Watts, Friendship, and Humanity: Twenty-Five Years of “Menace II Society”
While often mislabeled as a “Boyz n the Hood” knockoff, the 1993 film’s precision in rendering the American male adolescent experience remains unmatched.
Stop Steering and Start Driving: Ten Years Later, “Speed Racer” Is Still the Best Movie About Agency in the Era of Late Capitalism
On its tenth birthday, let’s look past its genre and appreciate the unrivaled visual flair, debilitatingly honest coming-of-age narrative, and anti-corporate rage of “Speed Racer,” a kids movie.
Announcing FLOOD 8, Available Now for Purchase and Free Download
Our latest print edition is our first-ever double issue, featuring four cover stories—on Jack White, Courtney Barnett, Roy Choi (in conversation with Portugal. The Man), and Kate Berlant and John Early.
Thirty Years Later, “Beetlejuice” Still Jangles with Energy
Regardless of how “Beetlejuice 2” turns out, Tim Burton’s breakthrough is a lively movie about death that stands the test of mold-covered time.
I Always Wanted to Eat Like a Tenenbaum: Celebrating Wes Anderson at Chicago’s Elizabeth Restaurant
The moment the Life Aquatic–inspired dish is delivered, Sigur Rós’ “Starálfur” begins playing.
Hyper-Girlish Sci-Fi and Trump Parallels in Madeleine L’Engle’s “A Wrinkle in Time”
Long before it became a Disney blockbuster, “A Wrinkle in Time” was a book—and Meg Murry a heroine—familiar to brainy girls the world over.
Paul Thomas Anderson, “Phantom Thread,” and The Myths We Create
The director entwines reality and fiction in much of his recent work, and in the process reveals emotional truths that wouldn’t otherwise have come to light.
What “The Big Sick” Teaches Us About Being Young and Chronically Ill
Emily V. Gordon and Kumail Nanjiani’s film isn’t just about loving your partner.
Meet the FLOOD Festival Guide, Presented by Toyota C-HR
Featuring in-depth stories on Hundred Waters, Buff Monster, Vince Staples, and Demetri Martin, in addition to our picks and tips for this year’s festival slate.
An Ode to Melanin: Making Space for “Brown Girls”
Fatimah Asghar and Sam Bailey’s web series—soon to be adapted by HBO—offers one of the most compelling and honest portrayals of women of color on screens of any size.
A Seat at the Table: “Master of None,” Parents, and Generational Difference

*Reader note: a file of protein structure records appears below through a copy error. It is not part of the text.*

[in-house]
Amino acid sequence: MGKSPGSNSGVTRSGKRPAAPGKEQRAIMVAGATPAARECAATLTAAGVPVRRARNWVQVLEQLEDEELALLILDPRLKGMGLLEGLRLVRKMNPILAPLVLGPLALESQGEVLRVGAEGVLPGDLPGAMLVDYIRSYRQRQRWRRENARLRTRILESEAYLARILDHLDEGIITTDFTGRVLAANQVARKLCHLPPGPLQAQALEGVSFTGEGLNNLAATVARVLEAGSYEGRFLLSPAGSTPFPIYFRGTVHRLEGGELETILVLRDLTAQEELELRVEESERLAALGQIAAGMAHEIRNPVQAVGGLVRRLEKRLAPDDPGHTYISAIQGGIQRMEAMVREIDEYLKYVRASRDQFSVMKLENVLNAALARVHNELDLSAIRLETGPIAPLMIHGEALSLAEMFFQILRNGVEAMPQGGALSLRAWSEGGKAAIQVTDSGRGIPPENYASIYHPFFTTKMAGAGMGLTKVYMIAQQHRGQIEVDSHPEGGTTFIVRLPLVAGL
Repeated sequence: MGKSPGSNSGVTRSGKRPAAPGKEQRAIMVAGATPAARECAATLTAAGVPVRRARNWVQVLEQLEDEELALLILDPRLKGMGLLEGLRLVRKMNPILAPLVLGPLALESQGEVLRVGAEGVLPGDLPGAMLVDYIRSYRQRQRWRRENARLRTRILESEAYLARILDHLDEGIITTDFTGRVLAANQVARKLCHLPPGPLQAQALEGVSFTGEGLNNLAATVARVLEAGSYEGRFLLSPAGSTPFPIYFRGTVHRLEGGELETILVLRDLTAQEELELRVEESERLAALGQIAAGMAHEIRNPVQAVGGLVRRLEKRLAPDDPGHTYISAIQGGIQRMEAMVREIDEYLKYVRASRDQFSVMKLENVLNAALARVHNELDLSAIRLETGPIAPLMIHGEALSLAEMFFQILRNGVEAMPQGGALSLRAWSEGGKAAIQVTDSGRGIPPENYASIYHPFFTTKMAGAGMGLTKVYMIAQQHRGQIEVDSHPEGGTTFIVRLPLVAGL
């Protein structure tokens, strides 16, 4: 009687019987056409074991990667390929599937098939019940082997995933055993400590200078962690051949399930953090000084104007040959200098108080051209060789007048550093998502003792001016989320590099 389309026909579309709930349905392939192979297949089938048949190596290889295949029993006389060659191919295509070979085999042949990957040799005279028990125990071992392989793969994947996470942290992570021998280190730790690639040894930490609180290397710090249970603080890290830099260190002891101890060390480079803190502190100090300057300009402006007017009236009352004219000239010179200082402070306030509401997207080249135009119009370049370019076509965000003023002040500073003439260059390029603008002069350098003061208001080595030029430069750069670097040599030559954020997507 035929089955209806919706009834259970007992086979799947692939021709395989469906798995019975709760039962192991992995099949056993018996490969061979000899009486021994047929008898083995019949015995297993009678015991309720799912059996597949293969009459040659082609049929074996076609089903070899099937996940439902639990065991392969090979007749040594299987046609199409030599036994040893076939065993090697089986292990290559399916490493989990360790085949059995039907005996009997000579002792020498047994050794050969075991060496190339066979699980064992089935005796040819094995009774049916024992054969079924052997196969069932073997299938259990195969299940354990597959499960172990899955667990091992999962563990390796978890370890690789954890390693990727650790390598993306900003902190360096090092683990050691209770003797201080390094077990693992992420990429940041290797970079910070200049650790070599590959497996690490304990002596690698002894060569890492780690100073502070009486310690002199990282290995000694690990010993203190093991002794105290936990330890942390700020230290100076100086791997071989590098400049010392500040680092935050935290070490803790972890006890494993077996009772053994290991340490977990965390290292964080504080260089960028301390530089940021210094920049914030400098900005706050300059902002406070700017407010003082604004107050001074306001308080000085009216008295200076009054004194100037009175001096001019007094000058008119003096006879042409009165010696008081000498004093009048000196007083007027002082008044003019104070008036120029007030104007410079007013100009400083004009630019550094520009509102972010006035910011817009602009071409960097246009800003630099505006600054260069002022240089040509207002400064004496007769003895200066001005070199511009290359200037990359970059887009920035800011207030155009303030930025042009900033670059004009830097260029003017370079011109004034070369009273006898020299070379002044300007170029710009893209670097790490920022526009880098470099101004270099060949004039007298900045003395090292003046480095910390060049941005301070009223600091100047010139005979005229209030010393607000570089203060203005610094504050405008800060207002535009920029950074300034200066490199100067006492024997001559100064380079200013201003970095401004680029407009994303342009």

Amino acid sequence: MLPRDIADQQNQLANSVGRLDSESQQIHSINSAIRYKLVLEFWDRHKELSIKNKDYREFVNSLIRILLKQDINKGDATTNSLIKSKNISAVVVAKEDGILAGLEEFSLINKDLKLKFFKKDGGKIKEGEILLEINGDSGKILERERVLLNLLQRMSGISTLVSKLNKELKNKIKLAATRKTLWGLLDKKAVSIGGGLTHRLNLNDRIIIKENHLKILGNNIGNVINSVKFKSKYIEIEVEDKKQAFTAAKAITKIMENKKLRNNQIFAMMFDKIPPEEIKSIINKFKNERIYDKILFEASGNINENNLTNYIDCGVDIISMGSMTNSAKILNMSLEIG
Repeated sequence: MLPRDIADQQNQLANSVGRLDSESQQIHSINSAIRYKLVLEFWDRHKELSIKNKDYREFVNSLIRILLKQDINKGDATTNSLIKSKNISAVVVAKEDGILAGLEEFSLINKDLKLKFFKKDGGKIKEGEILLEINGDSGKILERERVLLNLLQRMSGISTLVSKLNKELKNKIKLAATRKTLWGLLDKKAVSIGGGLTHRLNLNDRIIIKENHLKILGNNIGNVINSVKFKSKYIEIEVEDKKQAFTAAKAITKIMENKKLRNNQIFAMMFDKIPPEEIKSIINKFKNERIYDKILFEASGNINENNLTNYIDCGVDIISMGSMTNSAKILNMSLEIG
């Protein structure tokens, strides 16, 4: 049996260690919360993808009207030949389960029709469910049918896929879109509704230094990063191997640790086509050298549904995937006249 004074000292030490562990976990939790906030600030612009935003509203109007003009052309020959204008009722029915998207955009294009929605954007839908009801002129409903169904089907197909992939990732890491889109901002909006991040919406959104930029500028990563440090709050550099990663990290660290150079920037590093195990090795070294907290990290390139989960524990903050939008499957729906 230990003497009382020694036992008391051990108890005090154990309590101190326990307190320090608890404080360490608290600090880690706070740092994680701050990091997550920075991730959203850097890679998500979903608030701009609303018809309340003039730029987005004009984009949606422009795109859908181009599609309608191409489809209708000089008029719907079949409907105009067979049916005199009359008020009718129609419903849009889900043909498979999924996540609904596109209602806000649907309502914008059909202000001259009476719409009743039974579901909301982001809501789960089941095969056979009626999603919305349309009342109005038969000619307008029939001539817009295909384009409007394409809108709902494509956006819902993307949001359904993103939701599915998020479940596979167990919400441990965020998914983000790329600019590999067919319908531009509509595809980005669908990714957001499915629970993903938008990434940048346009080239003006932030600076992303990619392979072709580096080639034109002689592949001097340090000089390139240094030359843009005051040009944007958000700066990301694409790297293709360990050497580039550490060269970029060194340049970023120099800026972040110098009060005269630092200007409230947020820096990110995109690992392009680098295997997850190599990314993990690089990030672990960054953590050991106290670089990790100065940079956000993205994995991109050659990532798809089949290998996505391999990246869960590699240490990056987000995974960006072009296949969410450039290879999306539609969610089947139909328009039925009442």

The best episodes of “Master of None”‘s second season aren’t the funniest, or the ones that leave you on the edge of your seat; they’re the ones that are brutally, undeniably, painstakingly real.
Aaron M. Olson of LA Takedown Offers Up His Ten Favorite Film Scores
Wanna see movies of your dreams? Look no further.
Announcing FLOOD 6, Available Now for Purchase and Free Download
In addition to a cover story on “Silicon Valley”’s Thomas Middleditch, our latest print issue also features an extended celebration of the twenty-fifth anniversary of the Beastie Boys’ “Check Your Head.”
Asghar Farhadi, Donald Trump, and the Art of Unintended Consequences
“The Salesman,” the latest film from the acclaimed director of “A Separation,” offers a timely portrait of people and places on the verge of collapse—and an important reminder of the moral power of art.
The Road-to-Ruin Cure
The things that you want are not necessarily the things that are good.
Leia Shot First: Saying Goodbye to Carrie Fisher
“My generation was not tainted by the fantasy of Leia, but rather encouraged to aspire to the love of women like her.”
Poverty on Television: “Shameless” and the American Dream
The Showtime drama, which was just renewed for an eighth season, offers a brutally humanizing portrayal of lower-class American life.
Make Stars Hollow Great Again: The Unsettlingly Relevant Political Reality of “Gilmore Girls”
Behind the blur of words and scrim of melodrama, Amy Sherman-Palladino’s beloved series shows us a buffoonish tyrant at work.